It’s a challenge to our values — and that means we have much work to do. We’ve got to tackle this head on. We have to be honest and clear about it. And we have to speak out. This is a moment when, as Americans, we have to truly listen to each other and learn from each other. And I believe it has to begin with a common understanding of some basic facts. And I express these facts, although they’d be obvious to many of the people in this place, because, unfortunately, it’s not facts that are communicated on a regular basis through our media.”

Obama did not name Trump, but he was stepping into the breach with all his personal charisma and charisma of office to be the anti-Trump.

It was an important moment in American history, and one that historians will long note and analyze. It will not end the current wave of Islamophobia, but it is the lengthiest and most thoroughgoing speech ever given by an American president about the importance of Islam and of Muslim-Americans to the United States. Above all, it was a decent speech, which restored some decency to our public discourse at a time of casual racism and unchallenged fascist sentiments being spouted by lesser men, by demagogues and psychopaths, who threaten our society with division and the creation of second-class citizens and a new Jim Crow. Obama is a symbol of how we got past the original Jim Crow. We will not be dragged back to that, no matter how many billions proponents of such reactionary politics may have.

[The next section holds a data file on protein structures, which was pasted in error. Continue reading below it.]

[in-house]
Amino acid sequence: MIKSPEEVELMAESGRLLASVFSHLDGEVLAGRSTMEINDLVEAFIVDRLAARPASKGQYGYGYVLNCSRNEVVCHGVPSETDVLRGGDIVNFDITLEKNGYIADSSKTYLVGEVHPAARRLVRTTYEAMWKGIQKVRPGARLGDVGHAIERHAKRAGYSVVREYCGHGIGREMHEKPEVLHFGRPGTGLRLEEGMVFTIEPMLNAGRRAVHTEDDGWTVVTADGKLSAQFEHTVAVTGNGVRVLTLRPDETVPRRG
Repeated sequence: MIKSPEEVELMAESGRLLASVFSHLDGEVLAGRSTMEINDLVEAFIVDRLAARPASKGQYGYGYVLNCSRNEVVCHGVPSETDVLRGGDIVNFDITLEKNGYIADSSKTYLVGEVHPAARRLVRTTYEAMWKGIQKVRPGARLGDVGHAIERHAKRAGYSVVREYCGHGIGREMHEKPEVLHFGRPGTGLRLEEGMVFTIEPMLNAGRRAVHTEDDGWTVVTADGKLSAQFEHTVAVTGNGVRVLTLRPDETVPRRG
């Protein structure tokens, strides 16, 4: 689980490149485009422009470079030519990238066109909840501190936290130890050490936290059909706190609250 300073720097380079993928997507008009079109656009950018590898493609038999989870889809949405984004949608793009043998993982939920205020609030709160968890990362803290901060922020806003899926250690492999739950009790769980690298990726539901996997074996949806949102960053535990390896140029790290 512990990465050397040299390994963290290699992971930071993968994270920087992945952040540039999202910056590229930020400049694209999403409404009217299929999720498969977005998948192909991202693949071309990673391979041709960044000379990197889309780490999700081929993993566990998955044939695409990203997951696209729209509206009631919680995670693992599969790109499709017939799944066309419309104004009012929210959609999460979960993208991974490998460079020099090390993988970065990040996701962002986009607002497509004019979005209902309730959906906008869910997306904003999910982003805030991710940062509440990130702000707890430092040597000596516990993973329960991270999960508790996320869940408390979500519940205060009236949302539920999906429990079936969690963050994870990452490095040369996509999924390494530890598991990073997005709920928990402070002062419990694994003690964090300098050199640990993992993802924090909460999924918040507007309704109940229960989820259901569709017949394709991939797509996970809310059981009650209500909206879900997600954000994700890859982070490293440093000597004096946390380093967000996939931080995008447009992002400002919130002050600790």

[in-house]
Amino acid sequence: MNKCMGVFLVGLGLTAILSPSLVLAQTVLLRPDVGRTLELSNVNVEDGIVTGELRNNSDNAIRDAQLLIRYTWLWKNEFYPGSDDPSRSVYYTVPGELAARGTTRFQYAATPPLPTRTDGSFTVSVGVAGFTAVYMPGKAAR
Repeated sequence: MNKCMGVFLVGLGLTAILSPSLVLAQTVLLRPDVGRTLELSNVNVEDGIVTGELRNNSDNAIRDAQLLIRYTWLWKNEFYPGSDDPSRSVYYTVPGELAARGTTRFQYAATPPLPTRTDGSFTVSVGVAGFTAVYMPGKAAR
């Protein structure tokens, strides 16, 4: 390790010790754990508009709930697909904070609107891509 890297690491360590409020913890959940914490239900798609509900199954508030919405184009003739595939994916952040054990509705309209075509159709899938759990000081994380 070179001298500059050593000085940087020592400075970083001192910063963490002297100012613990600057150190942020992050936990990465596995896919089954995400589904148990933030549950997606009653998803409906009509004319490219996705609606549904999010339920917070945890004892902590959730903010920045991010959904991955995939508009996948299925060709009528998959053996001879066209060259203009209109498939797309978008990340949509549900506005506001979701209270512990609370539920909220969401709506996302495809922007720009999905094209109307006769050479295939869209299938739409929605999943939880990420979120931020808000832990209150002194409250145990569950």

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Related video:

The White House: “The President Speaks at the Islamic Society of Baltimore”

Poll: Most Americans Want Redistribution Of Wealth

Thu, 4 Feb 2016 - 2:14am

Cenk Uygur and John Iadarola | (The Young Turks Video Report) | – –

“Now that Bernie Sanders knows that people will show up and vote for him in large numbers, the attacks from the mainstream and right have begun. But it turns out that his ideas are incredibly popular. Cenk Uygur and John Iadarola (ThinkTank), hosts of the The Young Turks, break it down. . .

“Bernie Sanders wants a political revolution. And most Americans think one might be necessary, according to a new poll conducted by Morning Consult and Vox.

Fifty-four percent of respondents to our online poll — which reached a sample of 1,884 registered voters nationally from Friday, January 29, through Sunday, January 31, 2016 — agreed that a “political revolution might be necessary to redistribute money from the wealthiest Americans to the middle class.” Just 30 percent said they disagreed.

Liberals and liberal-leaning demographics were most likely to agree with the statement. But majorities of independents, white voters, evangelicals, and even Tea Party supporters in our sample agreed too — showing that redistribution may no longer be a dirty word in American politics.

Of course, keep in mind that responses to a poll statement in a vacuum may differ quite a bit from how people will feel after hearing political debate and messaging from both sides.”

The Young Turks: “Poll: Most Americans Want Redistribution Of Wealth”

Let’s Talk About Bernie Sanders and the Middle East

Thu, 4 Feb 2016 - 1:34am

By Derek Davison | Lobelog | Foreign Politicy in Focus | – –

On foreign policy, the Vermont independent’s “political revolution” hasn’t done much to distinguish itself from Hillary Clinton or Barack Obama.

Foreign policy has taken a backseat to domestic issues in the Democratic primary thus far.